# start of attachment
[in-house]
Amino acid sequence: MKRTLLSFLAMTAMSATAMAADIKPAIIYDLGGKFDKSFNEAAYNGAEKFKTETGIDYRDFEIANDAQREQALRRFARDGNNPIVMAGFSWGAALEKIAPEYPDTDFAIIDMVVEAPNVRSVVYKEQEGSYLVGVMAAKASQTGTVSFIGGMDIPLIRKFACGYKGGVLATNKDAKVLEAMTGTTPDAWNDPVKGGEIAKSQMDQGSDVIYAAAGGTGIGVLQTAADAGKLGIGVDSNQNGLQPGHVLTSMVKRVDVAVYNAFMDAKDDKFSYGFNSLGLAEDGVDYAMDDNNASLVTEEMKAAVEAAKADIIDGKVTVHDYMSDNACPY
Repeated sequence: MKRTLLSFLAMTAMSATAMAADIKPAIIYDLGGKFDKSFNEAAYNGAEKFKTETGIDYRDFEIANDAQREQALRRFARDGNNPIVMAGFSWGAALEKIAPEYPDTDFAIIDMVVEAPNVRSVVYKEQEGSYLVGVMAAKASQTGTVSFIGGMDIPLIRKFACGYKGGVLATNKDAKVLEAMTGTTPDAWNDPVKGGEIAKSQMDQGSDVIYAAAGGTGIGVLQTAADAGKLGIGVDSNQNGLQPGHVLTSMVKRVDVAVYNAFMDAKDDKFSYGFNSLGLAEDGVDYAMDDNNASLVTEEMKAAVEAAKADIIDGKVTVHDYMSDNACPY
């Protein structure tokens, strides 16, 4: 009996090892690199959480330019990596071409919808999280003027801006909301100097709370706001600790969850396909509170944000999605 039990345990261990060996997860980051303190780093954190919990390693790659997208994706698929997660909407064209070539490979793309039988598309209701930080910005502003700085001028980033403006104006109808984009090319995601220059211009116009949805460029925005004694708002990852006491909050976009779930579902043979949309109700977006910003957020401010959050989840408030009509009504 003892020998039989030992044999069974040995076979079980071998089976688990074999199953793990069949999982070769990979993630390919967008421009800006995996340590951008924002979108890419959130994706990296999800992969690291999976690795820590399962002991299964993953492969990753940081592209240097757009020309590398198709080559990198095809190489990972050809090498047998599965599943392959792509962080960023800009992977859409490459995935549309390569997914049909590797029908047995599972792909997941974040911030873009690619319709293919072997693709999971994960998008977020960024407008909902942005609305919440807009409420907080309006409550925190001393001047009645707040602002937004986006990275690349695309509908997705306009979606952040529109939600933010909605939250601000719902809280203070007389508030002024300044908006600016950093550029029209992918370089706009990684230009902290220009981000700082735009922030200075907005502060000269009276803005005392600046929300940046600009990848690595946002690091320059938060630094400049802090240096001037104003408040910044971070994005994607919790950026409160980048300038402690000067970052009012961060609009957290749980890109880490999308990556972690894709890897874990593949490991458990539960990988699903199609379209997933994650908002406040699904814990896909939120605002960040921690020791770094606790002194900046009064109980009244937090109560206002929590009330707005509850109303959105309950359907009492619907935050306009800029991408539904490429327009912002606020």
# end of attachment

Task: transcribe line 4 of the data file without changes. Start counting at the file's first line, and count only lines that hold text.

């Protein structure tokens, strides 16, 4: 009996090892690199959480330019990596071409919808999280003027801006909301100097709370706001600790969850396909509170944000999605 039990345990261990060996997860980051303190780093954190919990390693790659997208994706698929997660909407064209070539490979793309039988598309209701930080910005502003700085001028980033403006104006109808984009090319995601220059211009116009949805460029925005004694708002990852006491909050976009779930579902043979949309109700977006910003957020401010959050989840408030009509009504 003892020998039989030992044999069974040995076979079980071998089976688990074999199953793990069949999982070769990979993630390919967008421009800006995996340590951008924002979108890419959130994706990296999800992969690291999976690795820590399962002991299964993953492969990753940081592209240097757009020309590398198709080559990198095809190489990972050809090498047998599965599943392959792509962080960023800009992977859409490459995935549309390569997914049909590797029908047995599972792909997941974040911030873009690619319709293919072997693709999971994960998008977020960024407008909902942005609305919440807009409420907080309006409550925190001393001047009645707040602002937004986006990275690349695309509908997705306009979606952040529109939600933010909605939250601000719902809280203070007389508030002024300044908006600016950093550029029209992918370089706009990684230009902290220009981000700082735009922030200075907005502060000269009276803005005392600046929300940046600009990848690595946002690091320059938060630094400049802090240096001037104003408040910044971070994005994607919790950026409160980048300038402690000067970052009012961060609009957290749980890109880490999308990556972690894709890897874990593949490991458990539960990988699903199609379209997933994650908002406040699904814990896909939120605002960040921690020791770094606790002194900046009064109980009244937090109560206002929590009330707005509850109303959105309950359907009492619907935050306009800029991408539904490429327009912002606020």